Corruption allegations? Voters don’t seem to care
Voters in states or districts that are traditionally noncompetitive appear willing to overlook ethical shortcomings to send a message in the midterm elections.
A Democratic senator who survived a federal bribery trial. Two Republican congressmen currently under federal indictment, one for alleged campaign-finance violations, the other accused of insider trading.
In addition to carrying ethical baggage, the candidates have something else in common: They're leading in the polls in their reelection campaigns.
At a time when surveys show that support or opposition to President Trump is a top factor in voters' electoral calculus, many voters in states or districts that are traditionally noncompetitive appear willing to overlook ethical shortcomings to send a bigger message in next month's midterm elections.
"It's so hyperpartisan right now, divided along lines where Trump is the main factor, that almost anything else that happens doesn't really matter," said Patrick Murray, director of the Monmouth University Polling Institute.
The latest sign: A Monmouth poll released Thursday shows Sen. Bob Menendez (D., N.J.) leading Republican Bob Hugin by 9 percentage points among likely voters.
The state's senior senator is hardly popular — just 28 percent view him favorably, compared with 45 percent who view him unfavorably. But in casting their Senate vote, a majority of voters say their view of Trump is more important than their view of Menendez, whose bribery trial ended in a hung jury last year. Prosecutors later dropped the charges, but the Senate Ethics Committee "severely admonished" Menendez for his conduct.
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That might not matter in a state that hasn't elected a Republican to the Senate in 46 years, and where 55 percent of likely voters disapprove of the president's job performance. What's more, Monmouth found, 64 percent said they felt that "whatever Menendez did" was "about the same as what most other politicians do."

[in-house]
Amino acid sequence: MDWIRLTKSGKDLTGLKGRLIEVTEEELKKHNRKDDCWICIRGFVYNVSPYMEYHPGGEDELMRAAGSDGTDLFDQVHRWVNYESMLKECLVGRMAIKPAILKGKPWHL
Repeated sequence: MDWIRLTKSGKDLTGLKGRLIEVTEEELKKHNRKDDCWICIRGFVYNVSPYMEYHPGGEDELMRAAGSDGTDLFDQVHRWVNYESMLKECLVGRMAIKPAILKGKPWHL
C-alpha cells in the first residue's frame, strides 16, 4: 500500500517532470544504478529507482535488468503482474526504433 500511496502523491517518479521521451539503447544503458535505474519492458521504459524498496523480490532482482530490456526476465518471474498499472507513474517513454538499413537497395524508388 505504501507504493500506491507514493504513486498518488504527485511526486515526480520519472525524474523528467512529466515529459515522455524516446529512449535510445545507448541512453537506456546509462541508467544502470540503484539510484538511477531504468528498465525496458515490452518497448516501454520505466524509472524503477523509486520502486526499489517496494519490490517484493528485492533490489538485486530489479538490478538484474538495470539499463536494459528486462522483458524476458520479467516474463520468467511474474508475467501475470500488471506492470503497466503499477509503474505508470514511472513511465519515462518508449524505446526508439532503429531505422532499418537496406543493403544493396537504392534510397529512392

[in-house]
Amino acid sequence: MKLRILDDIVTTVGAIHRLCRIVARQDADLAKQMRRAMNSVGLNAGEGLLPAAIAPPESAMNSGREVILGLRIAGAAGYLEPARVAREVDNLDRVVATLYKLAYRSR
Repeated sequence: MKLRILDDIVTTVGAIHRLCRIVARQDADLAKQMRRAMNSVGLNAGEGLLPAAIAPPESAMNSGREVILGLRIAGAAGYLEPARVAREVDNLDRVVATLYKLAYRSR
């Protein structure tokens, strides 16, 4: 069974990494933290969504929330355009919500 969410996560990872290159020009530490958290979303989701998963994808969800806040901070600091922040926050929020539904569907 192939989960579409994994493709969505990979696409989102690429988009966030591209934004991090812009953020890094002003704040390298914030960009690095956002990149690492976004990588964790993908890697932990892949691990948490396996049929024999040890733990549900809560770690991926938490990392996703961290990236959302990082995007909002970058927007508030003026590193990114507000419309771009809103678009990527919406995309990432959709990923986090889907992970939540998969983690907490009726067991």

The story is similar in California's reliably Republican 50th District, where indicted Republican Rep. Duncan Hunter is leading Democrat Ammar Campa-Najjar in the polls. Trump carried the district by 15 points in 2016.
Prosecutors in August accused Hunter and his wife of using campaign funds to pay for luxury vacations and other personal expenses. They have pleaded not guilty.
Just a slight plurality of voters (35 percent) view him favorably, according to a September Monmouth poll, suggesting he could be vulnerable. But 52 percent of voters in the district approve of Trump, and 64 percent of potential voters identified by Monmouth say it is "very important" for them to "cast a vote for Congress that" reflects their views of Trump. Monmouth found that Hunter had a 15-point lead among likely voters, although other polls show a tighter race.
Indeed, 1 in 10 voters in the Monmouth survey believe Hunter is or could be guilty but plan to vote for him anyway.
Then there's New York Rep. Chris Collins, a Republican indicted in August on insider-trading charges.
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Collins briefly suspended his campaign but pleaded not guilty and decided to stay on the ballot. A near-majority of voters (49 percent) view him unfavorably, according to an Oct. 16 Siena College poll. But in a district where Trump enjoys strong approval ratings (56 to 38 percent), Collins is still leading Democrat Nate McMurray by three points, the survey found.
"Will voters show their loyalty to the president and their party inclinations by reelecting Collins?" Siena College pollster Steven Greenberg asked this week. "Or will they spurn the indicted pol and vote for Democrat McMurray despite their yearning for the House to remain in Republican control?"
These candidates almost certainly would face tougher prospects in swing districts or states. But even in blue New Jersey, a letter of "severe admonishment" handed down by the Senate Ethics Committee was enough to end Democratic Sen. Robert Torricelli's 2002 reelection campaign. He dropped out of a tight race.
Of course, Trump has encouraged his supporters to view the charges against Republicans with suspicion, and critics have ripped the president for attempting to politicize the Justice Department.
When a prankster pretending to be Menendez somehow got Trump on the phone in June, the president reportedly congratulated the senator for beating the bribery charges.